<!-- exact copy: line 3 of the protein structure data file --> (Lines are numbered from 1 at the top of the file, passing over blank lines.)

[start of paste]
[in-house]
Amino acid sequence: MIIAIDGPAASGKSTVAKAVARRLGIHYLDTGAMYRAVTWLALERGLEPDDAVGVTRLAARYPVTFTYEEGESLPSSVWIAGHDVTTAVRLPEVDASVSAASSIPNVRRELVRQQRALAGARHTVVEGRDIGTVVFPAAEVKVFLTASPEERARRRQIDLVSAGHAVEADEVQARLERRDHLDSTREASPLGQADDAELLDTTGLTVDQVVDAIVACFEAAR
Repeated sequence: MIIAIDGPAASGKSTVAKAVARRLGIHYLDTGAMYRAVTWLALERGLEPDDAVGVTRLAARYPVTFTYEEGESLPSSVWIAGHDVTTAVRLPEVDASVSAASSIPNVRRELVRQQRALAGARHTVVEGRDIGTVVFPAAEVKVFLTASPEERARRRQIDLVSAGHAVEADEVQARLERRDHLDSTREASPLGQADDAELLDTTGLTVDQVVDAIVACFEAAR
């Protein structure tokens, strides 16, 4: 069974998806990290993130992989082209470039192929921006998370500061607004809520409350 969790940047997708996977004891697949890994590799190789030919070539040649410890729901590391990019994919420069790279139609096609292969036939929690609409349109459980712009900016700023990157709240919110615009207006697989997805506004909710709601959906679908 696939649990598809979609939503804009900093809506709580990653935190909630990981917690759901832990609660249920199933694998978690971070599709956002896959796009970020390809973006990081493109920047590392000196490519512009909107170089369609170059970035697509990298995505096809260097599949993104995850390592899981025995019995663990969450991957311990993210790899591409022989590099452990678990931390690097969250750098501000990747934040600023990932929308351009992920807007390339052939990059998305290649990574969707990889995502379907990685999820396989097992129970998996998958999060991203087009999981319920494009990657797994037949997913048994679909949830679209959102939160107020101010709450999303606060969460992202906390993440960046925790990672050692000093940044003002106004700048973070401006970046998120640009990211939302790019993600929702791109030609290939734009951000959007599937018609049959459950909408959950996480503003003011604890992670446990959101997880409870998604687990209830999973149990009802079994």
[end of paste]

Repeated sequence: MIIAIDGPAASGKSTVAKAVARRLGIHYLDTGAMYRAVTWLALERGLEPDDAVGVTRLAARYPVTFTYEEGESLPSSVWIAGHDVTTAVRLPEVDASVSAASSIPNVRRELVRQQRALAGARHTVVEGRDIGTVVFPAAEVKVFLTASPEERARRRQIDLVSAGHAVEADEVQARLERRDHLDSTREASPLGQADDAELLDTTGLTVDQVVDAIVACFEAAR